But the average loss before this year was only 2 cubic yards per linear foot, which “again demonstrates the type of impact Florence had along Bogue Banks.”

In her talk Monday, Ms. VanderBeke said Moffatt and Nichol is already looking at another nourishment project for 2021, one Mr. Rudolph said would likely focus on central Emerald Isle.

The survey also looks at Bear Island – in Hammocks Beach State Park, in Onslow County across Bogue Inlet from Emerald Isle – as well as Shackleford Banks.

Ms. VanderBeke told the commission Monday major losses continue to occur at the west end of Shackleford Banks, to the point where two of the original transects the survey started with years ago are now completely under water. However, she said most of the rest of Shackleford Banks, at the time of survey, seems to have been relatively stable.

Bear Island experienced major erosion, basically along its entire length, from Florence.

As for Bogue Inlet, the major passageway from the Intracoastal Waterway to the ocean for boaters in the western end of Carteret County, Ms. VanderBeke said it was relatively stable this year.

Emerald Isle in 2005 paid millions, as did the state, to relocate the channel farther west to reduce or stop erosion of the beach at “The Point,” an area of recreational value and the site of many expensive homes that are important to the town’s tax base.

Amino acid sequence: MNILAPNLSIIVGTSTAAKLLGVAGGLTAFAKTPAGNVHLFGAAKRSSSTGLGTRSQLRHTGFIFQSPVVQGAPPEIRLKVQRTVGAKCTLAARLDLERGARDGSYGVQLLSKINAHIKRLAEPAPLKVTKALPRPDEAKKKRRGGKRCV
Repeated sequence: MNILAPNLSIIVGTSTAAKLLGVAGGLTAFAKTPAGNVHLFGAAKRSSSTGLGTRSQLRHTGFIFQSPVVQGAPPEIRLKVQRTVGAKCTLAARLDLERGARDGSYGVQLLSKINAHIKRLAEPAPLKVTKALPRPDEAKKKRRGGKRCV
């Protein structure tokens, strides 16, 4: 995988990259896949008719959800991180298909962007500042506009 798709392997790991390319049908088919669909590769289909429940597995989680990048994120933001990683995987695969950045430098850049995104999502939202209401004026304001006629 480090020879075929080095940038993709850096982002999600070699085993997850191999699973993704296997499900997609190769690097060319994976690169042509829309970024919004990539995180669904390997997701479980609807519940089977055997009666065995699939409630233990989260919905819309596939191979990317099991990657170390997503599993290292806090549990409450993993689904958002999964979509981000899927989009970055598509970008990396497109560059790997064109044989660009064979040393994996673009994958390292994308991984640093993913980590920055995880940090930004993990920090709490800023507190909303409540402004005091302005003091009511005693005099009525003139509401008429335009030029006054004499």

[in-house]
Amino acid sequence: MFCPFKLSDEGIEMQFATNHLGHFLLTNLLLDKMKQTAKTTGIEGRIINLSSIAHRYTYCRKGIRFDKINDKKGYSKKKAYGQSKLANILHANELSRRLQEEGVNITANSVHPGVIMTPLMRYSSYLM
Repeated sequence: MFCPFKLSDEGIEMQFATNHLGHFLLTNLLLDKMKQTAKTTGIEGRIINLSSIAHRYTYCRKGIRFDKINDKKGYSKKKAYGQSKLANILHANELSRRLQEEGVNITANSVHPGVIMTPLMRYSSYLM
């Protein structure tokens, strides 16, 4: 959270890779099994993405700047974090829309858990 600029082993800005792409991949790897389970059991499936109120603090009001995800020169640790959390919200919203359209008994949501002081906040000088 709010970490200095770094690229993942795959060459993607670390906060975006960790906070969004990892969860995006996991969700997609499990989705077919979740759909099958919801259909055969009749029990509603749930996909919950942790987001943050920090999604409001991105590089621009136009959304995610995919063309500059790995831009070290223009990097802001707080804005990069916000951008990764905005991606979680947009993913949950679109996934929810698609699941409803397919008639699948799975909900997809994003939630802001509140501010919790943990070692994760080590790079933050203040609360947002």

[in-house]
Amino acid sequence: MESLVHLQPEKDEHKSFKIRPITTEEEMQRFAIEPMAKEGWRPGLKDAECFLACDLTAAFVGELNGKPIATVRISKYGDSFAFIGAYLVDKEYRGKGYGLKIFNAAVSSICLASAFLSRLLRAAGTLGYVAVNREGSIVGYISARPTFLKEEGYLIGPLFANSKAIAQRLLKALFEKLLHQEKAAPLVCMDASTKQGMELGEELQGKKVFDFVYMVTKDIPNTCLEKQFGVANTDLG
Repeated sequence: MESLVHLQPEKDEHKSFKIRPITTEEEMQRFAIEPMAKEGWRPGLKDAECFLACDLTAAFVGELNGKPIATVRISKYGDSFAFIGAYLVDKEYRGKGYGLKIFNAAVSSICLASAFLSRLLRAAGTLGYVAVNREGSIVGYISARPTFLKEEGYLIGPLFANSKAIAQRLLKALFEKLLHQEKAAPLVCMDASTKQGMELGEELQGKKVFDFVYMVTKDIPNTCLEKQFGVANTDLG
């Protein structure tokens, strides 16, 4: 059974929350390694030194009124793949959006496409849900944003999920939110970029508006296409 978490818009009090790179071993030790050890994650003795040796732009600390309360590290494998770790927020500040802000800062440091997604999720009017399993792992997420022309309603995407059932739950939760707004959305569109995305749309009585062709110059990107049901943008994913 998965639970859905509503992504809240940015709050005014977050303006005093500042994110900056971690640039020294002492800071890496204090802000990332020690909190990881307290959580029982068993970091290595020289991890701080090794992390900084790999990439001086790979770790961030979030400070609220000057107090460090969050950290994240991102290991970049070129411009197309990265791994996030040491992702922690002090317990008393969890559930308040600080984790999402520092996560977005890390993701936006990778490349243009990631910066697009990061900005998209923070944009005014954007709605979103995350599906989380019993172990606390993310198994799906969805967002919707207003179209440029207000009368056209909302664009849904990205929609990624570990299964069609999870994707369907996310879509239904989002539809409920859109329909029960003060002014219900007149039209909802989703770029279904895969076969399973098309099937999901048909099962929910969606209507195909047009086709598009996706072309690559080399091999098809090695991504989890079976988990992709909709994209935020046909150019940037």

The inlet channel has been migrating east toward Emerald Isle since then, but Ms. VanderBeke told the commission the migration slowed greatly the past few years and was almost nonexistent in the past year.

Emerald Isle officials have long expected to have to pay to move the channel again, but that doesn’t seem imminent right now.

Contact Brad Rich at 252-864-1532; email Brad@thenewstimes.com; or follow on Twitter @brichccnt.

(2) comments

David Collins

Oh my God ! Someone call a doctor. A beach doctor. Just as when you call a regular doctor, all it will take is a load of money to get you on track to recovery. Enough is enough, let it ride.


DeadBolt

OH MY GOD! ITS THE END OF THE WORLD, AND WE ARE ALL GOING TO ROAST WITHIN 12 YEARS! hahahahaahahahahahahahahhahaha (in the meantime, can that pier owner add a diving board to the end of his dock? It would be great fun!) [beam]